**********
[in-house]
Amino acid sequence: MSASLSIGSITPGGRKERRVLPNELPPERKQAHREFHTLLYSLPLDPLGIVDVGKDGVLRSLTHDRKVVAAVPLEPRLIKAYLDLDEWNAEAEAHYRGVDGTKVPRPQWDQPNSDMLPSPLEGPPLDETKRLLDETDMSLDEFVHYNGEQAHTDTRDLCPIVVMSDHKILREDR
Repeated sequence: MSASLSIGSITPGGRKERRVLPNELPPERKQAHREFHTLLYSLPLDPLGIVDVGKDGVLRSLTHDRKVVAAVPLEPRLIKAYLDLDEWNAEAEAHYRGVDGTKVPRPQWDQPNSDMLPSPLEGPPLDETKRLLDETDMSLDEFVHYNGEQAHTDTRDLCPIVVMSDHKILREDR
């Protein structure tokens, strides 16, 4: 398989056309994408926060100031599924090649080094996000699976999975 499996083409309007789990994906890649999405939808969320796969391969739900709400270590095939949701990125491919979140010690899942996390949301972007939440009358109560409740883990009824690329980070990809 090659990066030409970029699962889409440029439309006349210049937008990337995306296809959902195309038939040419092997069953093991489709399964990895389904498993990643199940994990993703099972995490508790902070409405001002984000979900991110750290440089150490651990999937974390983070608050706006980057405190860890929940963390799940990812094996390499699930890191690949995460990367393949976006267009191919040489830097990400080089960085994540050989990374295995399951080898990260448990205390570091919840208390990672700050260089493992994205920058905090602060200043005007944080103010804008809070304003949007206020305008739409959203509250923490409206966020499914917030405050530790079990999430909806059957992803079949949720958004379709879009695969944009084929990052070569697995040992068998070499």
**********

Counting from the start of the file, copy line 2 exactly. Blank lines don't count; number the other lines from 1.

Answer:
Amino acid sequence: MSASLSIGSITPGGRKERRVLPNELPPERKQAHREFHTLLYSLPLDPLGIVDVGKDGVLRSLTHDRKVVAAVPLEPRLIKAYLDLDEWNAEAEAHYRGVDGTKVPRPQWDQPNSDMLPSPLEGPPLDETKRLLDETDMSLDEFVHYNGEQAHTDTRDLCPIVVMSDHKILREDR